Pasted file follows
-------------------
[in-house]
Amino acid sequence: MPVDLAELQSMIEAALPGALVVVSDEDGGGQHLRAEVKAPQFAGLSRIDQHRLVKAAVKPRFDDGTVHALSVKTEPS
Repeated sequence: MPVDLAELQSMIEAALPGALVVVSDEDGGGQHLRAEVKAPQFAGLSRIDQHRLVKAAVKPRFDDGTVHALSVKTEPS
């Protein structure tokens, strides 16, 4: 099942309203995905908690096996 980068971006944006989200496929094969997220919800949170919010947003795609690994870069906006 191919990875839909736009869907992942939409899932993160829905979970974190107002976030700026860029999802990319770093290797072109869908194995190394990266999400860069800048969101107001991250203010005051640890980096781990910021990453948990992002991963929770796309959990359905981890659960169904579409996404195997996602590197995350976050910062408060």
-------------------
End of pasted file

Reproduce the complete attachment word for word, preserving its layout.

[in-house]
Amino acid sequence: MPVDLAELQSMIEAALPGALVVVSDEDGGGQHLRAEVKAPQFAGLSRIDQHRLVKAAVKPRFDDGTVHALSVKTEPS
Repeated sequence: MPVDLAELQSMIEAALPGALVVVSDEDGGGQHLRAEVKAPQFAGLSRIDQHRLVKAAVKPRFDDGTVHALSVKTEPS
């Protein structure tokens, strides 16, 4: 099942309203995905908690096996 980068971006944006989200496929094969997220919800949170919010947003795609690994870069906006 191919990875839909736009869907992942939409899932993160829905979970974190107002976030700026860029999802990319770093290797072109869908194995190394990266999400860069800048969101107001991250203010005051640890980096781990910021990453948990992002991963929770796309959990359905981890659960169904579409996404195997996602590197995350976050910062408060």